Dichotomy sentence example

dichotomy
  • The conference focused on the dichotomy of public and private education.

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  • They reject the old dichotomy of left vs. right politics.

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  • The dichotomy of nature versus nurture is an ongoing debate.

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  • It was as if she wanted to create a dichotomy between them.

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  • There is a strong dichotomy between modern scientific practices and religion.

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  • The mind/body dichotomy has many consequences for healing practices.

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  • My account of the historical problem within the religion-secular dichotomy can be found at the end of this paper.

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  • The two remaining political candidates are a representation of the dichotomy between the two parties.

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  • There was a clear dichotomy between what Ashley said she would do and what she actually did.

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  • My participants and I struggled to talk about our sexuality completely outside of a gender dichotomy.

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  • The strict dichotomy between the two personalities caused the relationship to be difficult.

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  • This dichotomy allows you look scorchingly sexy, yet surprisingly covered up.

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  • Marriage = The dichotomy of contradictory themes which merge into a homogeneous whole that epitomizes the fragile, ethereal nature of the human condition.

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  • There is a fundamental dichotomy within this concept.

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  • Aristarchus of Samos observed at Alexandria 280-264 B.C. His treatise on the magnitudes and distances of the sun and moon, edited by John Wallis in 1688, describes a theoretically valid method for determining the relative distances of the sun and moon by measuring the angle between their centres when half the lunar disk is illuminated; but the time of dichotomy being widely indeterminate, no useful result was thus obtainable.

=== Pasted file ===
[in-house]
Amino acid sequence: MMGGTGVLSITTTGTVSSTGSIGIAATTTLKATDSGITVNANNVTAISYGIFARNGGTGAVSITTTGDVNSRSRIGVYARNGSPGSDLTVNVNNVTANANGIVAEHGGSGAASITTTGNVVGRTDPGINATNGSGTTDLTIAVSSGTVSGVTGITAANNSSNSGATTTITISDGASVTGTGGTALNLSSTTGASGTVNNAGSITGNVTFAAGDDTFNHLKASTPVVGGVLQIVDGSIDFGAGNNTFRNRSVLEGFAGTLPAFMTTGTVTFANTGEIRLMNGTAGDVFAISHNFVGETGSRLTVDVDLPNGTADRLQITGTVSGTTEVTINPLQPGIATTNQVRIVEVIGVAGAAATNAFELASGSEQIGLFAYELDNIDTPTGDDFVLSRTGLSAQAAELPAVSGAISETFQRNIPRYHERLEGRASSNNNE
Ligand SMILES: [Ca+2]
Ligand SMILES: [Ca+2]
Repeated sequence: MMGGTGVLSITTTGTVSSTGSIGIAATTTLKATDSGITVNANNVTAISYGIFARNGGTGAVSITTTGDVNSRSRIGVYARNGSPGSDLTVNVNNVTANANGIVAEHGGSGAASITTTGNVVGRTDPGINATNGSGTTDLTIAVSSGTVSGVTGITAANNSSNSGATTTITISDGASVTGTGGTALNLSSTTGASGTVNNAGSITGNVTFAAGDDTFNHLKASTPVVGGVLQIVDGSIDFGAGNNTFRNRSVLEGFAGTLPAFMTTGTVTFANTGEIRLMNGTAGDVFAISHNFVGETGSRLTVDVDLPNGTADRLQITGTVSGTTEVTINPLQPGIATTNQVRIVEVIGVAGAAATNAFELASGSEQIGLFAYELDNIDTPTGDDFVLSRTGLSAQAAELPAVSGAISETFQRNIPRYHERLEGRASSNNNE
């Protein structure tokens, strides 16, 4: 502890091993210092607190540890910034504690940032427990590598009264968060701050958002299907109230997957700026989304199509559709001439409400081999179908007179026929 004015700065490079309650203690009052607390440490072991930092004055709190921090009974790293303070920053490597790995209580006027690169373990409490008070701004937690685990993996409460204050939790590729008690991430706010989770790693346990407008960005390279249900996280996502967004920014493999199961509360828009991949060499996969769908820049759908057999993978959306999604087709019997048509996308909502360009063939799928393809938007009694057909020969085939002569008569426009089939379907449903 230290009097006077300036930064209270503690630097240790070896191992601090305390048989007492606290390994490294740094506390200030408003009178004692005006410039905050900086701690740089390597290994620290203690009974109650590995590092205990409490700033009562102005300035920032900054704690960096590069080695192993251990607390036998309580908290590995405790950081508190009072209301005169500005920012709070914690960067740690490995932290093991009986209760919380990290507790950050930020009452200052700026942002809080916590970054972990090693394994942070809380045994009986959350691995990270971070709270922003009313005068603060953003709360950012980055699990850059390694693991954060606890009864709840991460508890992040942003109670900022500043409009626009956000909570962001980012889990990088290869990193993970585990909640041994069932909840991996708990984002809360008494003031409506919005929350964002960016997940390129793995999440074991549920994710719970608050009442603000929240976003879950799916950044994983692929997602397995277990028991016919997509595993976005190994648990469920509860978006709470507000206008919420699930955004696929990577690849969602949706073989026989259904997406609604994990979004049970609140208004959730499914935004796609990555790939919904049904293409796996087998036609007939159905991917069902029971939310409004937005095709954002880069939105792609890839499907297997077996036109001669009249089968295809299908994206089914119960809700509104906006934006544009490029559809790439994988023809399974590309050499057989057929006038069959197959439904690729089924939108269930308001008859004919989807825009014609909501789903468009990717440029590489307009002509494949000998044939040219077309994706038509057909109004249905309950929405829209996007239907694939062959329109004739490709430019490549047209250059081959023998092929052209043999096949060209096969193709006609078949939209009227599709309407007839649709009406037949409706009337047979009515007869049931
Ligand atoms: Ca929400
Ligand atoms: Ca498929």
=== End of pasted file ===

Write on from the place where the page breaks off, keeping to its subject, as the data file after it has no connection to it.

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  • When designs are still in the creation phase, is there a dichotomy in the designing of styles that are both "cutting edge" and "refined"?

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  • Rather than accepting such a dichotomy, Deacy sees the figures as embodying the contradictions found in civilized societies that go to war.

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  • He mapped out the whole subject, dividing and subdividing it in accordance with the principle of "dichotomy."

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  • This means that each subject-object dichotomy is also unique.

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  • Priestley thus overturned the traditional philosophical belief of a dichotomy between matter and energy.

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  • The rootlets, which branched by dichotomy, contain a slender monarch stele exactly like that in the roots of Isoetes and some Selaginellae at the present day; they possessed, however, a complex absorptive apparatus, consisting of lateral strands of xylem, connecting the stele with tracheal plates in the outer cortex.

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  • This dichotomy, combined with his apparently inexhaustible energy alienated many people.

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  • As in Gymnosperms, branching is monopodial; dichotomy or the forking of the growing point into two equivalent branches which replace the main stem, is absent both in the case able variety in form (see Leaf), but are generally small in comparison with the size of the plant; exceptions occur in some Monocotyledons, e.g.

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  • This dichotomy of views on taxidermy display strategy is well documented in the literature.

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  • Suspecting that inherent individual differences among their young patients contributed to their developmental paths, two child psychiatrists, Alexander Thomas and Stella Chess, designed a study that challenged the nature-nurture dichotomy.

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  • In the species on which the genus was founded the leaves, as the generic name implies, are cuneate and entire, or toothed on their anterior margina l in other cases they are deeply divided by dichotomy into narrow segments, or the whorl consists of a larger number (up to 30) of apparently simple, linear leaves, which may represent the segments of a smaller number.

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  • The later examples of the Politicus show that the permission of three or more coordinate species is not nugatory, and that the precept of dichotomy is merely in order to secure as little of a saltus as possible; to avoid e.g.

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  • This is the case, for example, with Diplotmema, a genus only differing from Sphenopteris in the dichotomy of the primary pinnae, and with Mariopteris, which bears a similar relation to Pecopteris.

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